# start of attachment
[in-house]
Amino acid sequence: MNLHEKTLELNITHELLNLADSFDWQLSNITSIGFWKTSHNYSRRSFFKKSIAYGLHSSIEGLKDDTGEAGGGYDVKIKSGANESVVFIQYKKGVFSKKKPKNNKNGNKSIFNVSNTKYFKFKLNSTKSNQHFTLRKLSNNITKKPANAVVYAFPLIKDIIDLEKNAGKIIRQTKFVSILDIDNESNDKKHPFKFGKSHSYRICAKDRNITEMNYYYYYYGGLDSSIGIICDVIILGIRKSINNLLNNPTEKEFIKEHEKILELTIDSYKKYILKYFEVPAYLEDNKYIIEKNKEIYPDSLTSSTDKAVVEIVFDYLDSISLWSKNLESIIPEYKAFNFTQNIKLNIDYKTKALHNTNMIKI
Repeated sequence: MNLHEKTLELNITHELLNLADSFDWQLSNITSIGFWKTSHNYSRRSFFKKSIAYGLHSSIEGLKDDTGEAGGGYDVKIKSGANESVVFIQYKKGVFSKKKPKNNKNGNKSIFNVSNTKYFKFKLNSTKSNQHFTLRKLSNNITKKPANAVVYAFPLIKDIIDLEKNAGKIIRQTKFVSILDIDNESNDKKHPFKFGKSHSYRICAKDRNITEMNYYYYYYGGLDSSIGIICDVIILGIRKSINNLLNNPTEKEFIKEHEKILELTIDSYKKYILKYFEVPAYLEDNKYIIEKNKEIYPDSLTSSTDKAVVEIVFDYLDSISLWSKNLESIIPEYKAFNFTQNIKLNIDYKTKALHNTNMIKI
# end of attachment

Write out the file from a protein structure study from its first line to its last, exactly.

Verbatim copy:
[in-house]
Amino acid sequence: MNLHEKTLELNITHELLNLADSFDWQLSNITSIGFWKTSHNYSRRSFFKKSIAYGLHSSIEGLKDDTGEAGGGYDVKIKSGANESVVFIQYKKGVFSKKKPKNNKNGNKSIFNVSNTKYFKFKLNSTKSNQHFTLRKLSNNITKKPANAVVYAFPLIKDIIDLEKNAGKIIRQTKFVSILDIDNESNDKKHPFKFGKSHSYRICAKDRNITEMNYYYYYYGGLDSSIGIICDVIILGIRKSINNLLNNPTEKEFIKEHEKILELTIDSYKKYILKYFEVPAYLEDNKYIIEKNKEIYPDSLTSSTDKAVVEIVFDYLDSISLWSKNLESIIPEYKAFNFTQNIKLNIDYKTKALHNTNMIKI
Repeated sequence: MNLHEKTLELNITHELLNLADSFDWQLSNITSIGFWKTSHNYSRRSFFKKSIAYGLHSSIEGLKDDTGEAGGGYDVKIKSGANESVVFIQYKKGVFSKKKPKNNKNGNKSIFNVSNTKYFKFKLNSTKSNQHFTLRKLSNNITKKPANAVVYAFPLIKDIIDLEKNAGKIIRQTKFVSILDIDNESNDKKHPFKFGKSHSYRICAKDRNITEMNYYYYYYGGLDSSIGIICDVIILGIRKSINNLLNNPTEKEFIKEHEKILELTIDSYKKYILKYFEVPAYLEDNKYIIEKNKEIYPDSLTSSTDKAVVEIVFDYLDSISLWSKNLESIIPEYKAFNFTQNIKLNIDYKTKALHNTNMIKI